Professor Ratzinger had some lovely comments about the Book of Revelation at today’s General Audience.
St. John speaks of the white horse, which symbolises that “the power of God has entered man’s history, a power capable not only of counterbalancing evil, but also of overcoming it. … God became so close as to descend into the darkness of death and illuminate it with the splendor of divine life. He took the evil of the world upon Himself to purify it with the fire of His love.”
… “The Book of Revelation tells us that prayer nourishes this vision of light and profound hope in each one of us and in our communities. … The Church lives in history; she is not closed in on herself, but courageously faces her journey amidst difficulties and sufferings, forcefully affirming that evil does not defeat good, that darkness does not shade God’s splendor. This is an important point for us too: as Christians we can never be pessimists. … Prayer, above all, educates us to see the signs of God, His presence and His action; or rather, it educates us to become lights of goodness, spreading hope and indicating that the victory is God’s.”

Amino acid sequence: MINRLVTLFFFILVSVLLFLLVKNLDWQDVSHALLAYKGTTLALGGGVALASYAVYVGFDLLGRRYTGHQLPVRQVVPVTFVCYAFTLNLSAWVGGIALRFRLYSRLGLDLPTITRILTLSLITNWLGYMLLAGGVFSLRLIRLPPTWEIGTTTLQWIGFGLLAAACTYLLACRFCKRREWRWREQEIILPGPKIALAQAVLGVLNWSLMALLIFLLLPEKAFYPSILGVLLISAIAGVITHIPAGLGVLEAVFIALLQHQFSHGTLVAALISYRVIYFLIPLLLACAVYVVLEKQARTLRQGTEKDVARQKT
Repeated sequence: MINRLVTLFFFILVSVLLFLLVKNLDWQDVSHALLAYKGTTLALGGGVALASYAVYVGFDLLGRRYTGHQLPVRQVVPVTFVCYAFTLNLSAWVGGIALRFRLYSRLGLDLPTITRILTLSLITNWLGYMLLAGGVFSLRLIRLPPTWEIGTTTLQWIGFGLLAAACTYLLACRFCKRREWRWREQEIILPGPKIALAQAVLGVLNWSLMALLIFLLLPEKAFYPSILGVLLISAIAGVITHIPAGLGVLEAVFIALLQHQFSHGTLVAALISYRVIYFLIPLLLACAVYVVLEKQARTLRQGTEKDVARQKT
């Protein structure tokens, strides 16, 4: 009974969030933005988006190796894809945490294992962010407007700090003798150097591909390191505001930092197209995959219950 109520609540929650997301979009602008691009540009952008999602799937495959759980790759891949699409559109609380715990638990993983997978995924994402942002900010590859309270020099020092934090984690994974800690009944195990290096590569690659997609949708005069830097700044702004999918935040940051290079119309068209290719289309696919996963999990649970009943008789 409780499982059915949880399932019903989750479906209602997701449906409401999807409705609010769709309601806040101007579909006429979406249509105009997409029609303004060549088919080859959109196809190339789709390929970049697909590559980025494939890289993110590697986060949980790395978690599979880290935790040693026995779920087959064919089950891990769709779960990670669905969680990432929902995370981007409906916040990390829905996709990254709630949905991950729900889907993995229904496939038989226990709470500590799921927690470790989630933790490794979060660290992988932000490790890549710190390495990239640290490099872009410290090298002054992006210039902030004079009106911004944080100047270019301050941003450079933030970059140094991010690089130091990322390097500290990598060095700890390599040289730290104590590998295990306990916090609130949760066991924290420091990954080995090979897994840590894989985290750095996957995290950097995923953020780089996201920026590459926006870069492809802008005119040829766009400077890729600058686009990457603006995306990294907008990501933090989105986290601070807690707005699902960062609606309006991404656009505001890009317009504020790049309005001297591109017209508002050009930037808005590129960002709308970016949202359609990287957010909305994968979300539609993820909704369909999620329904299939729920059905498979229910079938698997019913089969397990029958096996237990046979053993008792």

He also noted that there’s no such thing as “useless” prayer or “too much” prayer. No prayer is lost, and God uses them all for our good.
At the end of the vision an angel places grains of incense in a censer then throws it upon the earth. Those grains represent our prayers, the Pope said. “and we can be sure that there is no such thing as a superfluous or useless prayer. No prayer is lost. … God is not oblivious to our prayers. … When faced with evil we often have the sensation that we can do nothing, but our prayers are in fact the first and most effective response we can give, they strengthen our daily commitment to goodness. The power of God makes our weakness strong.”
He also spoke about prayer and the Book of Revelation in his general audience last week. (Revelation readings generally show up in the lectionary after Pentecost or right before Advent, at the end of the Church Year.)
Unfortunately, the translation office hasn’t finished doing the English translation of his long version of the talk. (The custom is that the Pope delivers his audience talks full-length in Italian, and then speaks brief summary versions in the main pilgrim languages: English, French, German, and Polish. Then the translation office makes translations into various languages of the full-length talk, which go up on Vatican.va when done.) But you can get an idea from Google’s translation, or from reputable newssites that do their own translations.